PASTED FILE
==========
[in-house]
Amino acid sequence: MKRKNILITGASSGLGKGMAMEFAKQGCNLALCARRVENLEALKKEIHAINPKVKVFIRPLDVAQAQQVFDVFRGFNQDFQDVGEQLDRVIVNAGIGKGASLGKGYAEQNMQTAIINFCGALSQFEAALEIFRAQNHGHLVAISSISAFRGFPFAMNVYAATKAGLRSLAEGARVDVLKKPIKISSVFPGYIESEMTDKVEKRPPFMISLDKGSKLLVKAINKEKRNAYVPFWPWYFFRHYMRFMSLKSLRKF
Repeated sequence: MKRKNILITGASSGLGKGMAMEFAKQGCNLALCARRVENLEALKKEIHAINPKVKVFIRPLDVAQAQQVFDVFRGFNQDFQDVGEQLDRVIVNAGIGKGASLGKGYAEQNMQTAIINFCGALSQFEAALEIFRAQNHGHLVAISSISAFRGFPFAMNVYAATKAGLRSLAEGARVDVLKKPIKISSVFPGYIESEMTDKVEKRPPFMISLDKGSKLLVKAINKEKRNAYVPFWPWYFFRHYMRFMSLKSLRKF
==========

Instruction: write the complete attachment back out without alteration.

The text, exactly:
[in-house]
Amino acid sequence: MKRKNILITGASSGLGKGMAMEFAKQGCNLALCARRVENLEALKKEIHAINPKVKVFIRPLDVAQAQQVFDVFRGFNQDFQDVGEQLDRVIVNAGIGKGASLGKGYAEQNMQTAIINFCGALSQFEAALEIFRAQNHGHLVAISSISAFRGFPFAMNVYAATKAGLRSLAEGARVDVLKKPIKISSVFPGYIESEMTDKVEKRPPFMISLDKGSKLLVKAINKEKRNAYVPFWPWYFFRHYMRFMSLKSLRKF
Repeated sequence: MKRKNILITGASSGLGKGMAMEFAKQGCNLALCARRVENLEALKKEIHAINPKVKVFIRPLDVAQAQQVFDVFRGFNQDFQDVGEQLDRVIVNAGIGKGASLGKGYAEQNMQTAIINFCGALSQFEAALEIFRAQNHGHLVAISSISAFRGFPFAMNVYAATKAGLRSLAEGARVDVLKKPIKISSVFPGYIESEMTDKVEKRPPFMISLDKGSKLLVKAINKEKRNAYVPFWPWYFFRHYMRFMSLKSLRKF